With a recent transition from the wet-dry tropics of Panama to Zone 7b in temperate USA, this year’s planting schedule has been more on my mind than is customary for me. My wife, Emma, likes to joke with people that we’d just stick anything in the ground down there and it would grow, and in a lot of ways, that was true, not a joke. Other than paying attention to the rain and drought, the season was basically always set to growing. We planted lots of what worked well, and it worked well.
We are now in North Carolina, where most of that well-working stuff doesn’t grow, or at least not in the same way. About two months removed from our first winter here, we are starting to grow our first temperate garden. Emma and I are very research-oriented, so we’ve spent as much of the year poring through plans and frost points as we have actually putting seeds to soil. That’s new for us. We have traditionally been able to get right to work when we arrived somewhere. At the moment, waiting to garden feels like an ill-fitting pair of overalls: there has to be a strap or button or something somewhere to make it all slide into place.
What we are planting
It’s important to note that we are cultivating what amounts to a gigantic allotment that we may or may not be using next year. Trees, berries, and other such perennials aren’t really options for us at the moment, so this garden is heavy on the annuals, which has made scheduling even more relevant. In a way, having a true spring has made growing annual stuff much more exciting. We’ve been full of anticipation, our nerves twitching with each new forecast.
We tried to slowly work ourselves into the season, starting early with cool-weather seedlings—kale, chard, spinach, peas, broccoli, arugula, fava beans, carrots, beets, and radishes. Later on, we began moving into seedling pots of warmer weather stuff, crops for the heat, such as cucumbers, squashes, tomatoes, okra, peppers, and beans.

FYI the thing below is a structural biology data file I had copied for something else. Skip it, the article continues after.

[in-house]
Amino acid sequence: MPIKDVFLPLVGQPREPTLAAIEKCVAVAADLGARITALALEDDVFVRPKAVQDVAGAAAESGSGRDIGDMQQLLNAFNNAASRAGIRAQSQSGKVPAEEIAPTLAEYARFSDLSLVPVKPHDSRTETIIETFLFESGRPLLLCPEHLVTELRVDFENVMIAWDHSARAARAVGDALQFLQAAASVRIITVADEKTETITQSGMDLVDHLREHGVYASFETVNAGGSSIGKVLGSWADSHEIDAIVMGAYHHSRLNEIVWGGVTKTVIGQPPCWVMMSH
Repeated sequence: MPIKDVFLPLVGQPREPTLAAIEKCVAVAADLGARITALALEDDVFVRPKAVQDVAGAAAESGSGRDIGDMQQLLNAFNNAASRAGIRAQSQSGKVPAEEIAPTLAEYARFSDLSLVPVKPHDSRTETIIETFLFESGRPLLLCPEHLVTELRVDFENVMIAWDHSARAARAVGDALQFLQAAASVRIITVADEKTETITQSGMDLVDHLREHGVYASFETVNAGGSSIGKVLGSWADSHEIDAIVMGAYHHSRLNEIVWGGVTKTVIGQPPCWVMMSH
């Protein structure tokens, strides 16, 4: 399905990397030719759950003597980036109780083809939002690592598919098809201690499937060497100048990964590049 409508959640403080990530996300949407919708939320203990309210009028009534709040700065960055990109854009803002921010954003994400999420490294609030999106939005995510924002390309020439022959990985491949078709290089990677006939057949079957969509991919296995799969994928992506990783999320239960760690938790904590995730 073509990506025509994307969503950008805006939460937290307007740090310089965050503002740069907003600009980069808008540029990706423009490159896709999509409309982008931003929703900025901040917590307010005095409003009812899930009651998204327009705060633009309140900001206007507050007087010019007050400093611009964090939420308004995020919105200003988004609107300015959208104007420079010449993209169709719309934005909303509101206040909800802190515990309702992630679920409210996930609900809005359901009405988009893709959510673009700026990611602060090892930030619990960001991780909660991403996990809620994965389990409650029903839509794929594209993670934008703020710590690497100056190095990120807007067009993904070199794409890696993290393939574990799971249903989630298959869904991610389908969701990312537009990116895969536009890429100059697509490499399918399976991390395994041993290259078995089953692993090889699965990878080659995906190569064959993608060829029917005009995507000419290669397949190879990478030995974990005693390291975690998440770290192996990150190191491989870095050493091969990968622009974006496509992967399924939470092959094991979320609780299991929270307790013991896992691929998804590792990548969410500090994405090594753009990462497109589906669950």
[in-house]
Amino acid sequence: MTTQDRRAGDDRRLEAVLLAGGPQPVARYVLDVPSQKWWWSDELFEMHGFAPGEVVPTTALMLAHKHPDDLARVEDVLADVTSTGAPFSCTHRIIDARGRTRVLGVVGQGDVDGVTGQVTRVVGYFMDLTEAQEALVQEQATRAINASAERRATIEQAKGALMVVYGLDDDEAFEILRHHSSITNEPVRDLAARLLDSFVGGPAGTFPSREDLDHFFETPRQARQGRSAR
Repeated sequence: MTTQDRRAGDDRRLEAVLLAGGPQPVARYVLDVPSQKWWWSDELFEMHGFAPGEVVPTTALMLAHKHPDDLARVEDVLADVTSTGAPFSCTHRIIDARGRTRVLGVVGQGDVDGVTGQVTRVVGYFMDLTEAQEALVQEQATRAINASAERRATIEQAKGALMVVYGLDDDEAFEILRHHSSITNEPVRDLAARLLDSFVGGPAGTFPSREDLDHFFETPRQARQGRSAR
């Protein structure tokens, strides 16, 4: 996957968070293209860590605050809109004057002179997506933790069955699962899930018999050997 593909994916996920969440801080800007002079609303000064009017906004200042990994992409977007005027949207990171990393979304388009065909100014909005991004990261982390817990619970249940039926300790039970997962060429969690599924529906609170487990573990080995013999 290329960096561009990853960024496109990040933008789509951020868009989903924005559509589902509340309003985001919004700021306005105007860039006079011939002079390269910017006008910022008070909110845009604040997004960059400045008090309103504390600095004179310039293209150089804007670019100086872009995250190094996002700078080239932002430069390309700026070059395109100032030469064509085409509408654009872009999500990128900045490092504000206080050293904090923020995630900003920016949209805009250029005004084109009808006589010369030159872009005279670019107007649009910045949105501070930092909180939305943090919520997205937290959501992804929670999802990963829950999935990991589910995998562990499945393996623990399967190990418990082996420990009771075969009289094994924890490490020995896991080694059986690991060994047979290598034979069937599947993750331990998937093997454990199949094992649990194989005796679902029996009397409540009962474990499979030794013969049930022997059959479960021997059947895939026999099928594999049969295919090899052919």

We’ve additionally hooked into the foraging and edible support species, a few of which will provide some perennial stability (sorrel, chicory, upland cress, and mixed culinary herbs) in case we or someone else uses the garden again next year. We’ve included self-seeders like nasturtium, borage, and lambsquarter for more exciting edible greens (and flowers from the nasturtium and borage). Many of these plants help with both pest control (or distraction) and attracting pollinators.
We’ll also be planting some staples. We’ll be cultivating a common combination known as milpa in Guatemala: corn, beans, and squash. And, we’ve included potatoes and sweet potatoes in the mix.
If half of these aspirations come true, we’ll be making good friends with the neighbours, but, with the soil only getting up to the right temperature in the last week, it still feels like a very big if… In Panama, we’d probably have cucumbers already. So far, two months in, we have little to show for our efforts.
How the schedule came to be
In the tropics, we’d paid some attention to the moon. For example, when harvesting palm branches for thatched roofs, doing so during a full moon spelled doom because the bugs were more likely to be in it, cutting the lifespan of the roof dramatically. Other than that, we were aware of the rains: dry season is incredibly dry, in some parts, it was more or less six months with no rain, and in the other half of the year, it was six months with daily rain. That makes a difference with what grows well. Temperatures weren’t the issue.